We're seeing a variety of problems, reported in Blogger Help Forum: Get Help with an Issue, by blog owners and readers alike.
Long ago, for blogs with readers who were not really comfortable with maintaining security on their computers, we would recommend changing comment form placement.
The full page (or the slightly less preferable popup window) comment form was more usable, with readers who do not know how to properly maintain cookie and script filters. With recent changes in Blogger and Google, all Blogger comment forms are now vulnerable to inappropriate filters.
- Use of the Google "One account" login creates login cookies under "google.com" - not "blogger.com".
- Publishing blogs to custom domains - not "blogspot.com" - makes cookie access "third party".
- Referencing blogs from countries subject to country code aliasing - not as "blogspot.com" - makes cookie access "third party".
- The new, mandatory commenting CAPTCHA form, part of all Blogger comment form placement options, makes cookie access very important.
The Google "One account" login, at "google.com", is now used by many blog owners and readers - instead of the Blogger native login, at "blogger.com". When the "blogger.com" login was used, cookies created under "blogger.com" were not as vulnerable, to cookie filters.
Whether used under "blogspot.com", or whatever country code alias or custom domain is in use (for the embedded comment form) - or under "blogger.com" (for the full page and popup window comment forms) - login cookies created under "google.com" (by the Google "One account" login) are vulnerable to "third party" cookie filters.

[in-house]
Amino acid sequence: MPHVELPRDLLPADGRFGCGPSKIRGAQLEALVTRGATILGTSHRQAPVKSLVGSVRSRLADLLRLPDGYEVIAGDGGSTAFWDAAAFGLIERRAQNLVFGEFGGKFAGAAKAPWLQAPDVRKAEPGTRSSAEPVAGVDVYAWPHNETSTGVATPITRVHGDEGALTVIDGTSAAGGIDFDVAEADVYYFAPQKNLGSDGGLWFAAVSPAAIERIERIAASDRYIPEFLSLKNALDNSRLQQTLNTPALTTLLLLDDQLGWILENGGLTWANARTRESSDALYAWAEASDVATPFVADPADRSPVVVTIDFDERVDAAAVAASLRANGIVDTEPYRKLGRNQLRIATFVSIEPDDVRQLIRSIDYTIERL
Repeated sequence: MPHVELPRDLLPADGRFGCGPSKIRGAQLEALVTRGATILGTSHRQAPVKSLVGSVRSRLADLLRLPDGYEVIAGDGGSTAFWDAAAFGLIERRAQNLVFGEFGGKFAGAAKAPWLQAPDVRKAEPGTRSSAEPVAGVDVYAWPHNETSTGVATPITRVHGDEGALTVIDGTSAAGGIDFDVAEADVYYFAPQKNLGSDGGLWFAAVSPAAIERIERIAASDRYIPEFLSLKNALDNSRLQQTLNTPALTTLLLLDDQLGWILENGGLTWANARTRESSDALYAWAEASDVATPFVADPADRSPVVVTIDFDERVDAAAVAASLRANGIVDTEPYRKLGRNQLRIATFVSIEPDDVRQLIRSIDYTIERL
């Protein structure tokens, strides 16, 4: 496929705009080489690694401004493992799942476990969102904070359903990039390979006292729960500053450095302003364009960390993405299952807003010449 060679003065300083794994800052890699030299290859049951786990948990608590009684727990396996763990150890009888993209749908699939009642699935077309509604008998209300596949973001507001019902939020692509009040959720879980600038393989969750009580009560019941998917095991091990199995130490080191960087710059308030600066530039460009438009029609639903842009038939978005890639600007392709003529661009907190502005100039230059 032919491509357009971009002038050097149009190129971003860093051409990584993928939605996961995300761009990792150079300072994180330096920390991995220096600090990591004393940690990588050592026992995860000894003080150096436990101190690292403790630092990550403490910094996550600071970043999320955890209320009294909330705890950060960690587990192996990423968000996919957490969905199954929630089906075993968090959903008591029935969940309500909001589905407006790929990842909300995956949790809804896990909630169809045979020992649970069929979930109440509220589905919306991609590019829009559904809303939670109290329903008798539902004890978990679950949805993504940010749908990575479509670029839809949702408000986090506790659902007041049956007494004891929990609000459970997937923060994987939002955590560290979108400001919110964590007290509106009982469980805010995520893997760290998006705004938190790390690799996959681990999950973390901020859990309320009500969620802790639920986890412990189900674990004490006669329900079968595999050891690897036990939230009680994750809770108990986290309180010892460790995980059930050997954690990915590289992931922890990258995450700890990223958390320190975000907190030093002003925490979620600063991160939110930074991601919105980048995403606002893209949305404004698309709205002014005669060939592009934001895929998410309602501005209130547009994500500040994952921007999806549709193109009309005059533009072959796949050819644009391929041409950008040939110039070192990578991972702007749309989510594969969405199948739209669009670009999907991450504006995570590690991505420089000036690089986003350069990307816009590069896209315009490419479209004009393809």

Blogs published to custom domains are becoming more and more popular. All blogs published to custom domains, which use the embedded comment form, are vulnerable to "third party" cookie filters.
Blogs referenced under country code aliasing are becoming more normal. All blogs subject to country code alias redirection are vulnerable to "third party" cookie filters.
The new, mandatory commenting CAPTCHA form needs to access the Blogger / Google login cookie - so blog readers, who are logged in to Blogger / Google, will not be subject to the CAPTCHA. The embedded, full page, and popup window forms are equally vulnerable to "third party" cookie filters, given the above discussed issues.
Thanks to the Google "One account" login, as Blogger is made a way of life to more of a reader population who have no interest in maintaining security on their computer, these issues will become more problematic.